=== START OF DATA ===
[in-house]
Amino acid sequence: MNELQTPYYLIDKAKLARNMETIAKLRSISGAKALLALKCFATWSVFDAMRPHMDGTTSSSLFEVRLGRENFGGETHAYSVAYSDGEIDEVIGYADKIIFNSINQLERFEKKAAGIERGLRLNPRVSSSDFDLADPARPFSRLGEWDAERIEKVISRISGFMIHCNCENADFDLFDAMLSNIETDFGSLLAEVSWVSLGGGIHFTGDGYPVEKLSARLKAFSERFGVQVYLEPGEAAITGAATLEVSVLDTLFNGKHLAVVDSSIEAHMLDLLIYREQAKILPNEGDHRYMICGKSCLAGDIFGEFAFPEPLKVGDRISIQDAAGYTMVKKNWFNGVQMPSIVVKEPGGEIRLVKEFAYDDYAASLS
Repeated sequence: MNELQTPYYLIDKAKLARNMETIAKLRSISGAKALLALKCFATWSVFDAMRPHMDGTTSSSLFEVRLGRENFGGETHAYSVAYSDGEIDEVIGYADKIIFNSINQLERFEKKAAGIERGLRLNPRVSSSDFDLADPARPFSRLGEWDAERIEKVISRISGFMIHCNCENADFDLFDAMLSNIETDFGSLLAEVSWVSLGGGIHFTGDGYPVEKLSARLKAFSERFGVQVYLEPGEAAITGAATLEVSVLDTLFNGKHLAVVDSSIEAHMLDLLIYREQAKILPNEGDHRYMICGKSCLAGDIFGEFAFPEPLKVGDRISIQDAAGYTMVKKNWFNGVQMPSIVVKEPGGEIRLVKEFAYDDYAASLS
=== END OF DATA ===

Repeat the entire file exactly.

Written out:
[in-house]
Amino acid sequence: MNELQTPYYLIDKAKLARNMETIAKLRSISGAKALLALKCFATWSVFDAMRPHMDGTTSSSLFEVRLGRENFGGETHAYSVAYSDGEIDEVIGYADKIIFNSINQLERFEKKAAGIERGLRLNPRVSSSDFDLADPARPFSRLGEWDAERIEKVISRISGFMIHCNCENADFDLFDAMLSNIETDFGSLLAEVSWVSLGGGIHFTGDGYPVEKLSARLKAFSERFGVQVYLEPGEAAITGAATLEVSVLDTLFNGKHLAVVDSSIEAHMLDLLIYREQAKILPNEGDHRYMICGKSCLAGDIFGEFAFPEPLKVGDRISIQDAAGYTMVKKNWFNGVQMPSIVVKEPGGEIRLVKEFAYDDYAASLS
Repeated sequence: MNELQTPYYLIDKAKLARNMETIAKLRSISGAKALLALKCFATWSVFDAMRPHMDGTTSSSLFEVRLGRENFGGETHAYSVAYSDGEIDEVIGYADKIIFNSINQLERFEKKAAGIERGLRLNPRVSSSDFDLADPARPFSRLGEWDAERIEKVISRISGFMIHCNCENADFDLFDAMLSNIETDFGSLLAEVSWVSLGGGIHFTGDGYPVEKLSARLKAFSERFGVQVYLEPGEAAITGAATLEVSVLDTLFNGKHLAVVDSSIEAHMLDLLIYREQAKILPNEGDHRYMICGKSCLAGDIFGEFAFPEPLKVGDRISIQDAAGYTMVKKNWFNGVQMPSIVVKEPGGEIRLVKEFAYDDYAASLS